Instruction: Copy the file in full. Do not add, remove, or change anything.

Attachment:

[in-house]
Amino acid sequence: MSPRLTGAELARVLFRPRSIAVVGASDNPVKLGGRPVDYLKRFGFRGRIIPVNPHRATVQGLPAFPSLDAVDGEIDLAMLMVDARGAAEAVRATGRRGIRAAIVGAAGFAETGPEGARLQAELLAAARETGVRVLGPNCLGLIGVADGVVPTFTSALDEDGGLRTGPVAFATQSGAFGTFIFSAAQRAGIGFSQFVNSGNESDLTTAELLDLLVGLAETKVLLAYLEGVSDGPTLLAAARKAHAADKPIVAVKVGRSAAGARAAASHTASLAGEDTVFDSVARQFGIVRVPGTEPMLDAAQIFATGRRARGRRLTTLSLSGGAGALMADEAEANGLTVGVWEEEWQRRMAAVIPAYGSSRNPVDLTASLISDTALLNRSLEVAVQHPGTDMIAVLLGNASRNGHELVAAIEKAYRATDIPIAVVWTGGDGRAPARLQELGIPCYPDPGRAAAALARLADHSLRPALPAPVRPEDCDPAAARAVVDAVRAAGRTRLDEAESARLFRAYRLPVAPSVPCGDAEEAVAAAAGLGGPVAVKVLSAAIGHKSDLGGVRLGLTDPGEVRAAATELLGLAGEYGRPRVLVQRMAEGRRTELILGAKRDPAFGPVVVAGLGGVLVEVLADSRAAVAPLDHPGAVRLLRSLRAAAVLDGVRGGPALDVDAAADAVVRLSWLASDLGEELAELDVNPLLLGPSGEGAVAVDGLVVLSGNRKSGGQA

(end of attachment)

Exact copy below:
[in-house]
Amino acid sequence: MSPRLTGAELARVLFRPRSIAVVGASDNPVKLGGRPVDYLKRFGFRGRIIPVNPHRATVQGLPAFPSLDAVDGEIDLAMLMVDARGAAEAVRATGRRGIRAAIVGAAGFAETGPEGARLQAELLAAARETGVRVLGPNCLGLIGVADGVVPTFTSALDEDGGLRTGPVAFATQSGAFGTFIFSAAQRAGIGFSQFVNSGNESDLTTAELLDLLVGLAETKVLLAYLEGVSDGPTLLAAARKAHAADKPIVAVKVGRSAAGARAAASHTASLAGEDTVFDSVARQFGIVRVPGTEPMLDAAQIFATGRRARGRRLTTLSLSGGAGALMADEAEANGLTVGVWEEEWQRRMAAVIPAYGSSRNPVDLTASLISDTALLNRSLEVAVQHPGTDMIAVLLGNASRNGHELVAAIEKAYRATDIPIAVVWTGGDGRAPARLQELGIPCYPDPGRAAAALARLADHSLRPALPAPVRPEDCDPAAARAVVDAVRAAGRTRLDEAESARLFRAYRLPVAPSVPCGDAEEAVAAAAGLGGPVAVKVLSAAIGHKSDLGGVRLGLTDPGEVRAAATELLGLAGEYGRPRVLVQRMAEGRRTELILGAKRDPAFGPVVVAGLGGVLVEVLADSRAAVAPLDHPGAVRLLRSLRAAAVLDGVRGGPALDVDAAADAVVRLSWLASDLGEELAELDVNPLLLGPSGEGAVAVDGLVVLSGNRKSGGQA